By Wes "Scoop" Nisker
The old gods are dead or dying and people everywhere are searching, asking: What is the new mythology to be, the mythology of this unified earth as of one harmonious being? ~ Joseph Campbell
There is no longer any doubt that the scientific story of evolution is true, at least among those who have a relatively large forebrain. So now we can begin to worship the story, embracing evolution as our new creation myth.
Besides, we are due for an upgrade of our metaphysics. Haven't we lived long enough believing that our essential self is somehow disconnected from this body, or atoms, or materiality, whatever that happens to be. We've also gone long enough believing that our purpose and salvation lie somewhere outside of the life we are now living.
Those beliefs are now dysfunctional. They take the divine away from the earth and place it in some other realm, robbing life of its due reverence. Our major religions have come to regard earth as little more than a training planet, a place where we come to learn a few lessons, or burn off some karma, or get saved by some messiah or another. The general hope is that once we're done on this funky old sphere we can go off to a better place, where we truly belong, and be in another life living happily ever after. We will be going "home."
It would serve us better to bring our spiritual attention back to the earth. If we could feel ourselves as part of the life of this planet, we might take better care of our environment. If we bring our sense of the divine to this earthly existence, we might even find more joy in living, however briefly, here and now.
For now, our understanding of evolution still lies rusting in our neo-cortex. We need ways to revere the story: make ritual around it; give it song and dance; internalize it. We need to mine evolution for its spiritual gold, learning our new role in the grand scheme of things.
In fact, the story of evolution can offer us everything we traditionally seek from religion: a basis for morality, humility, meaning, purpose, a message of self-liberation, and as much awe and wonder as any bible. Let's stop looking upward in prayer and gratitude for this or that, and instead direct our gaze downward at the earth and all around us, to celebrate Nature, the instrument of our creation, and the closest and most obvious source of all our gifts.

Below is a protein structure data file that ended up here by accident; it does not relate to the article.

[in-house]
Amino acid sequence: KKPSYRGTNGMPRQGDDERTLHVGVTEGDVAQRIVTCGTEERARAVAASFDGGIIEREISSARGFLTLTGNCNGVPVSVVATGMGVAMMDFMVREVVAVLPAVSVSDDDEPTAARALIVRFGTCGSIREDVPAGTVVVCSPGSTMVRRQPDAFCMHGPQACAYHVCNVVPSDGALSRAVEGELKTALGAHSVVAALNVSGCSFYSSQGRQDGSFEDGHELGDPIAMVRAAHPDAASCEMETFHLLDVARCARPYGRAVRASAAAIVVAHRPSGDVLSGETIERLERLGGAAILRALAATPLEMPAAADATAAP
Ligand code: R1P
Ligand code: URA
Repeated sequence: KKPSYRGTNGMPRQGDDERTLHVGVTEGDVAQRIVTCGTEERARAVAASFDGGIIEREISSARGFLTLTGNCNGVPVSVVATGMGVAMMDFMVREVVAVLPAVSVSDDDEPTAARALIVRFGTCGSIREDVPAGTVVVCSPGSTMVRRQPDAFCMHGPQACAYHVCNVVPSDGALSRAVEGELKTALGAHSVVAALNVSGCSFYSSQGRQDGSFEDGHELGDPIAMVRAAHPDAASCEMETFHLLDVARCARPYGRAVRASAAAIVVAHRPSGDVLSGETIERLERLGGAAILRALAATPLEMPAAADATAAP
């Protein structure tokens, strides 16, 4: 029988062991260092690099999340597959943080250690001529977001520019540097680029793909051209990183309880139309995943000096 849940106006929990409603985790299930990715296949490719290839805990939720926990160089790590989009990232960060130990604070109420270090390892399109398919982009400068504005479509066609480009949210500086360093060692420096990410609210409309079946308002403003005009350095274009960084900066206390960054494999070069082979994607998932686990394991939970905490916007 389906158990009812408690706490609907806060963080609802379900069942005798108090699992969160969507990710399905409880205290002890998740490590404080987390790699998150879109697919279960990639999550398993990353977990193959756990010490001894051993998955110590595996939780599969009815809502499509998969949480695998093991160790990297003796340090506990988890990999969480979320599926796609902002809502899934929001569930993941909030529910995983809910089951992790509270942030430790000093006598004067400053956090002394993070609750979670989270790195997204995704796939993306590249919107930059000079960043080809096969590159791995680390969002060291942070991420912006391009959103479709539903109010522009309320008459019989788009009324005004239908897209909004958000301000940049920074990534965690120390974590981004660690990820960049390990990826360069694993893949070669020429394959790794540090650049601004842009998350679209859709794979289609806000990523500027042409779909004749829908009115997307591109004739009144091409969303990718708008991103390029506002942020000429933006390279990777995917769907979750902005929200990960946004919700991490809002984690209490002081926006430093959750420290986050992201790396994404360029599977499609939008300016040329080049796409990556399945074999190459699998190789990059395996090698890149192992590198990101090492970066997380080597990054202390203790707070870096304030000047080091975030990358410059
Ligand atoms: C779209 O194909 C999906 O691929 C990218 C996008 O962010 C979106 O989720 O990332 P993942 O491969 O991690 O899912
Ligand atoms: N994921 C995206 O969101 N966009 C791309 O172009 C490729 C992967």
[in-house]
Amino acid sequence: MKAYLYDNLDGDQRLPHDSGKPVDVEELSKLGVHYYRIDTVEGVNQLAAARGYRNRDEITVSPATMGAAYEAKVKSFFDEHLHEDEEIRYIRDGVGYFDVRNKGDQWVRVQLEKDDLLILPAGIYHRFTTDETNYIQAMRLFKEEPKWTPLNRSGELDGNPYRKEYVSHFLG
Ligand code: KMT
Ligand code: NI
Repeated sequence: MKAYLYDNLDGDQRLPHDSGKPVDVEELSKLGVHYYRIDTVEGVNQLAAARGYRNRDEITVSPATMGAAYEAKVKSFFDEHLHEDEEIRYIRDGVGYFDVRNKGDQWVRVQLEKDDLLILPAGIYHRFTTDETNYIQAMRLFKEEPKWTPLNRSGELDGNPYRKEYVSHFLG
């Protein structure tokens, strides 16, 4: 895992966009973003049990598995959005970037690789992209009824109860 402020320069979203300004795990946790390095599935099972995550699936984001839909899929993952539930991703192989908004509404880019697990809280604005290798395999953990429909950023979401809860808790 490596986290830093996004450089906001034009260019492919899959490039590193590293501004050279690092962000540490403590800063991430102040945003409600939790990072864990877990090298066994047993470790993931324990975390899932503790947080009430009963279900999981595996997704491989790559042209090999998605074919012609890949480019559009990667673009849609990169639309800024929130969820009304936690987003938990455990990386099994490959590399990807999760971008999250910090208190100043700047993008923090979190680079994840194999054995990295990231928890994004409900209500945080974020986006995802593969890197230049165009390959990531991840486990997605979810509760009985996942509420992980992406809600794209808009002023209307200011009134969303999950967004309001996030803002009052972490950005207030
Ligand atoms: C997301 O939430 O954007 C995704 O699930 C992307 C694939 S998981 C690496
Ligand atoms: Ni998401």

When modern ecologists and neo-pagans search for a symbol for wholeness and health, they come back to the ancient goddess, mother earth, mother nature, the Greek's Gaia. Only today she starts as a "hypothesis," and must trickle down from her rebirth as scientific postulate to become sacralized by the people's shamans. ~ Theodore Roszak
The story of evolution tells us that we are part of the history of life on this planet, making our primary identity that of "earthling." (Of course, if we discover life in other galaxies we might have to become galaxy identified, which would make us "Milky Wayans.")
You can feel your earthling nature inside your body, which is composed of "all natural" earth ingredients. Just rub your upper and lower teeth together for a moment and feel the hardness of your bones. They are made out of minerals found in the earth -- calcium, magnesium, sodium, potassium -- all mysteriously molded together into your skeleton. Can you feel that you are a piece of earth walking on earth? It is though we are earth sprouts that somehow gained a lot of mobility.
Meanwhile, about 75 percent of your body is liquid, and most of that liquid has the same chemical consistency as the oceans. You literally sweat and cry seawater. It's as if the ocean splashed up on shore and eventually walked away.
When you think about it, where else could our bodies have come from but the earth and its seas? You are certified organic.
Not only are we made out of earth and ocean, we have been shaped by them. Your legs and feet, fingers and thumbs, this upright posture and big brain, even your instincts, emotions, and thoughts -- all are the result of life adapting to elemental demands. Remember that for a couple billion years of life on this planet there were no legs or feet simply because there was no land to walk around on. Legs were of no use.
As we consider our body, we might reflect on the fact that the most critical steps in its creation can be correlated with major environmental change. Scientists believe that upheavals of land masses nearly six hundred million years ago triggered the "Cambrian Explosion" -- also known as the "Big Birth" (biology's Big Bang) -- which marks the first appearance of many forms of life, including multi-cellular animals with skeleton-like structures. Vertebrates like us.